I love this so much. I've always loved how this story sort of subverts the stories one usually reads (including mine) about all those little Time Kids taking after their over-the-top father. I've always loved that this story takes the opposite direction, and how you can both sympathize with Rose's surprise at what she got and also feel bad for John being saddled with those expectations to the detriment of his mother realizing what a gem she has. Your writing has always struck me as so deliberate and precise, almost like poetry in that respect, and I loved getting a peek into your thought process here.
np_complete
Jul. 5th, 2012 11:41 pm (UTC)
Oh, thank you! I admire your work very much (esp. since you started writing Sherlock and I realized how very versatile you are!) So I have always been delighted that you like this story!

I've always loved how this story sort of subverts the stories one usually reads (including mine) about all those little Time Kids taking after their over-the-top father.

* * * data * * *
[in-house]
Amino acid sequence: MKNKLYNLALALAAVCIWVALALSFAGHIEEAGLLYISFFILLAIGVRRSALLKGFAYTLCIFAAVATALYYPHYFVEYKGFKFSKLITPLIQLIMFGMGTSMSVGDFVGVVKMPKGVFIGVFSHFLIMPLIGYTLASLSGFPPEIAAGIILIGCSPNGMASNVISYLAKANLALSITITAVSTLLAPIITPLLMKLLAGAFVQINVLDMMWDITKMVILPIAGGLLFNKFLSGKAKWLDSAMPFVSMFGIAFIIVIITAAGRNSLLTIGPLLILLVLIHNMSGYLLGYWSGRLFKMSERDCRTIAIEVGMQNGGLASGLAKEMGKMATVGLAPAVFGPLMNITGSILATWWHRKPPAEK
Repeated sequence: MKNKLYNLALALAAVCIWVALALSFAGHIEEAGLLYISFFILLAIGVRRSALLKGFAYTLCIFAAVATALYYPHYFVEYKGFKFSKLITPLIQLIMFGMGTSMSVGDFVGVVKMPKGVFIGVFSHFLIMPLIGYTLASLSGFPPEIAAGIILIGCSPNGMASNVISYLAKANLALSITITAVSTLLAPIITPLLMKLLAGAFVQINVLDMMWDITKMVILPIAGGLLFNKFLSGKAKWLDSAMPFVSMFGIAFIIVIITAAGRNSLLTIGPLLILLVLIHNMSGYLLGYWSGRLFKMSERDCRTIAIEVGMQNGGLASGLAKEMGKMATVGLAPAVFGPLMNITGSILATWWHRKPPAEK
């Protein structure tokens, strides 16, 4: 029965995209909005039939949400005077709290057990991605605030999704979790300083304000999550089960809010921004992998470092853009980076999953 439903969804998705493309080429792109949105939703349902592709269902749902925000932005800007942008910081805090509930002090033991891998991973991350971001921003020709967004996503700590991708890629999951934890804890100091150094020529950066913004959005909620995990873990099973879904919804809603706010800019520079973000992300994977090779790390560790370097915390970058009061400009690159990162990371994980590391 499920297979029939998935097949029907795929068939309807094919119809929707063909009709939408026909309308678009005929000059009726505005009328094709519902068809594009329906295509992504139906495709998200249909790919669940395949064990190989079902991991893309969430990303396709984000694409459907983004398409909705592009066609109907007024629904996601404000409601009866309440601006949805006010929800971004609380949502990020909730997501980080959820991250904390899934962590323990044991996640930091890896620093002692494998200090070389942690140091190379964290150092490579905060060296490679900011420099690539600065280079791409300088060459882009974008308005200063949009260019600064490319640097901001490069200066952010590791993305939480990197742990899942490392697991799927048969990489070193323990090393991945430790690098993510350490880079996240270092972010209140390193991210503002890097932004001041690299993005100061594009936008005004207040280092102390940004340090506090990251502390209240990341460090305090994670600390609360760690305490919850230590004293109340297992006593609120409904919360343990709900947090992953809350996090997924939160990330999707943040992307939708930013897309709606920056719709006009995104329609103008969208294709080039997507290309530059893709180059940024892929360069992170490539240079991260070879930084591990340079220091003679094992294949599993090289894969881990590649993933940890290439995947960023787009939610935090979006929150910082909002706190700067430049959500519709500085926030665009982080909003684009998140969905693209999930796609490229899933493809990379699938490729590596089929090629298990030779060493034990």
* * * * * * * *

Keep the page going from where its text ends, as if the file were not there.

You do realize, I hope, that yours was not one of those somewhat same-ish stories I was responding to? I believe I began writing some time (maybe even as much as a year?) before the Chaosverse appeared.

Your writing has always struck me as so deliberate and precise, almost like poetry in that respect, and I loved getting a peek into your thought process here.

That's a very great compliment! Thank you!

Thank you for always cheerleading my writing! I appreciate it enormously!
glory_jean
Jul. 2nd, 2012 06:48 am (UTC)
Oh, this is wonderful! :)

(I want to make a more detailed comment, but I'm all headachey so this will stand in for now. )
np_complete
Jul. 5th, 2012 11:42 pm (UTC)
Oh, thank you!

I hope you have recovered from your headache! I'd be delighted to read whatever you have to say!
( 4 comments — Leave a comment )